I feel I should begin this article by making it clear that I am not someone who is practising music therapy in Romania. I am not Romanian. I live in the UK. So what are my credentials for writing this overview of the status of music therapy in Romania today? I am a British-trained music therapist and the director of the charity Music as Therapy, the only organisation solely focused on the development of music therapy in Romania. My own music therapy training and role in Music as Therapy have given me the opportunity to survey developments across the whole of Romania over the last eleven years. Music as Therapy now supports local workers who are developing the use of music to address the needs of children and adults with a range of disabilities in a variety of contexts in the country. This article - and my authorship of it - is an attempt to publicise the pioneering work that these people are doing and to give voice to their achievements in the field of music therapy, as it emerges in Romania today.
Romania is a country with a population of over 22 million people, which lies in South East Europe. It shares borders with the Ukraine, Hungary, Slovenia, Bulgaria and has a coastline along The Black Sea. At the turn of the last century, extravagant architecture and cosmopolitan high culture led to its capital, Bucharest, winning the nickname the "Paris of the East."
However, from 1945, when Communism took hold, this reputation was severely undermined by the dictator Nicolae Ceasescu. In 1989, following a dramatic revolution, Ceasescu and his wife were overthrown, hastily tried and killed by a firing squad. It was then that Romania's devastated economy was revealed to the rest of the world. The oppressive regime under which the Romanian population had been living became known. Perhaps most notoriously, images and stories hit the international media of horrendous institutions harbouring grotesquely neglected children and disabled adults.
This issue of a non-functioning care system is of greatest relevance to this article but, importantly, dramatic changes have been seen during the last sixteen years. Non-governmental initiatives led the way to new practice and reforming the institutions that shocked the world. The Romanian Government is itself now forcing change in this area to help assure the country a place in the EU in 2007. As this progress has been made, it has been possible for a model of music therapy to start to emerge as part of the improved care which is beginning to be seen.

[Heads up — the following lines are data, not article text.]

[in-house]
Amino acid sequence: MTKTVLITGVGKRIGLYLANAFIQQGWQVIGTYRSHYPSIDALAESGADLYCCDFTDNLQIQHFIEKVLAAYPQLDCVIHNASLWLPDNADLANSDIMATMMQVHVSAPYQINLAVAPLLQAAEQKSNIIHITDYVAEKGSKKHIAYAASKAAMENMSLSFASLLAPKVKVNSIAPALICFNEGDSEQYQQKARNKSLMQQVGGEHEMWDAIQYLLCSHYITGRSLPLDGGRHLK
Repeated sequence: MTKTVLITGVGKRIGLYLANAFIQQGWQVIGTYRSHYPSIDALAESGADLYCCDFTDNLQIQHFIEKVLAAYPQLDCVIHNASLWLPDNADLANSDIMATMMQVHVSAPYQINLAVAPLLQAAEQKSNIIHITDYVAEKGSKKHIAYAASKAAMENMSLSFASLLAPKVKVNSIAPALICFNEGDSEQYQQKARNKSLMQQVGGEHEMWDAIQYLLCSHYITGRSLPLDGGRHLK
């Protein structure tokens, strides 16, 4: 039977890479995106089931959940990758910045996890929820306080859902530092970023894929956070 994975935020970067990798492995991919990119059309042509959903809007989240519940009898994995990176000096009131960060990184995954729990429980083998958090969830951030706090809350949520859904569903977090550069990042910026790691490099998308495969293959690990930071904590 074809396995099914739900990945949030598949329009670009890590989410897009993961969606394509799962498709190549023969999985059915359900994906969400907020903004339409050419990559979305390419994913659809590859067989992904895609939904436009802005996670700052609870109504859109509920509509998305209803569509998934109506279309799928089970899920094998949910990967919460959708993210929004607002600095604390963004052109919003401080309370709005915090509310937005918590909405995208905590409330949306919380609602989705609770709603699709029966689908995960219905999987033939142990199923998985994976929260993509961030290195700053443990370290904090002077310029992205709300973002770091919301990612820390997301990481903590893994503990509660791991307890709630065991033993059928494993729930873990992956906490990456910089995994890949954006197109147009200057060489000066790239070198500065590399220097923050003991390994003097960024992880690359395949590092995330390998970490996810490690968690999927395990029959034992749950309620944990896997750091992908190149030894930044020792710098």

There is published evidence that, before Communistic rule became dictatorial and a distorted approach to healthcare took hold, a form of music therapy was recognised in Romania that had its roots in the empirical qualities of music discussed by philosophers over the years. Called Meloterapie it was a discipline which often centred on "passive participation", when psychologists and medics would play carefully chosen music to their psychiatric patients. Under extreme Communism, a responsibility to provide holistic care to children and adults with special needs was ignored and, along with more fundamental forms of medical and social care, Meloterapie faded from common practice. But, if you search the internet today the majority of references to music therapy in Romania are along the lines of this web source:
The most frequently asked question in relation to music therapy is: What is it that moves, changes, charms, saddens, calms or makes us so happy when we listen to music? (Harja, n.d.)
However, in 1995 the concept of music therapy in a different form appeared within Romania's care system. Music as Therapy began to offer local care staff very introductory training in how interactive music-making could be used: